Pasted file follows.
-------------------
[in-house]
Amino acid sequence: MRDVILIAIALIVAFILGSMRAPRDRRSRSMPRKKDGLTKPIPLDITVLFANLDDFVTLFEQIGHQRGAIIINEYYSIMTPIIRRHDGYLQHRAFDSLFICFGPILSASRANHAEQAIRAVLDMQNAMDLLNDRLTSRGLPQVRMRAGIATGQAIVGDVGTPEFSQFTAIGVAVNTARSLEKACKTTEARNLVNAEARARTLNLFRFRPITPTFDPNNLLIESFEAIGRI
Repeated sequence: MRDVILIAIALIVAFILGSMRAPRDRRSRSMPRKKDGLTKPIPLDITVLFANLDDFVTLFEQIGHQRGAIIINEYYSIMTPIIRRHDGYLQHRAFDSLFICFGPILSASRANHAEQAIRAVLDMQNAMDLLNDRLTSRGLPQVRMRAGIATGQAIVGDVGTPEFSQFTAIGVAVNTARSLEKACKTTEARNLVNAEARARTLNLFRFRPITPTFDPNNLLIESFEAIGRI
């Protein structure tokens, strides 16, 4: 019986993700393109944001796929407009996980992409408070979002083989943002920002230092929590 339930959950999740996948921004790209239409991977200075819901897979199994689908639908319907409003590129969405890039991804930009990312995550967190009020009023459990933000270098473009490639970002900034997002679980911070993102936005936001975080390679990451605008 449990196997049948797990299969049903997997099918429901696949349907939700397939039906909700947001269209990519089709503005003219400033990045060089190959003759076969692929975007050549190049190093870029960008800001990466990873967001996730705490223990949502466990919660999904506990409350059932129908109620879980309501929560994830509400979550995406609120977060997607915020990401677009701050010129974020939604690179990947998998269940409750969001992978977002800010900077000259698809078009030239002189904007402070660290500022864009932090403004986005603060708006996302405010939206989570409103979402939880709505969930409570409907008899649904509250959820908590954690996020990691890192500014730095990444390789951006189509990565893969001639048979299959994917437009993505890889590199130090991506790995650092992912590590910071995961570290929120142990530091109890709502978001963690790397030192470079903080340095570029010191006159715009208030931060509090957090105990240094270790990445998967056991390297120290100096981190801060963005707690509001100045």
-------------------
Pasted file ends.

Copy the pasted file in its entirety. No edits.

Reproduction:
[in-house]
Amino acid sequence: MRDVILIAIALIVAFILGSMRAPRDRRSRSMPRKKDGLTKPIPLDITVLFANLDDFVTLFEQIGHQRGAIIINEYYSIMTPIIRRHDGYLQHRAFDSLFICFGPILSASRANHAEQAIRAVLDMQNAMDLLNDRLTSRGLPQVRMRAGIATGQAIVGDVGTPEFSQFTAIGVAVNTARSLEKACKTTEARNLVNAEARARTLNLFRFRPITPTFDPNNLLIESFEAIGRI
Repeated sequence: MRDVILIAIALIVAFILGSMRAPRDRRSRSMPRKKDGLTKPIPLDITVLFANLDDFVTLFEQIGHQRGAIIINEYYSIMTPIIRRHDGYLQHRAFDSLFICFGPILSASRANHAEQAIRAVLDMQNAMDLLNDRLTSRGLPQVRMRAGIATGQAIVGDVGTPEFSQFTAIGVAVNTARSLEKACKTTEARNLVNAEARARTLNLFRFRPITPTFDPNNLLIESFEAIGRI
């Protein structure tokens, strides 16, 4: 019986993700393109944001796929407009996980992409408070979002083989943002920002230092929590 339930959950999740996948921004790209239409991977200075819901897979199994689908639908319907409003590129969405890039991804930009990312995550967190009020009023459990933000270098473009490639970002900034997002679980911070993102936005936001975080390679990451605008 449990196997049948797990299969049903997997099918429901696949349907939700397939039906909700947001269209990519089709503005003219400033990045060089190959003759076969692929975007050549190049190093870029960008800001990466990873967001996730705490223990949502466990919660999904506990409350059932129908109620879980309501929560994830509400979550995406609120977060997607915020990401677009701050010129974020939604690179990947998998269940409750969001992978977002800010900077000259698809078009030239002189904007402070660290500022864009932090403004986005603060708006996302405010939206989570409103979402939880709505969930409570409907008899649904509250959820908590954690996020990691890192500014730095990444390789951006189509990565893969001639048979299959994917437009993505890889590199130090991506790995650092992912590590910071995961570290929120142990530091109890709502978001963690790397030192470079903080340095570029010191006159715009208030931060509090957090105990240094270790990445998967056991390297120290100096981190801060963005707690509001100045």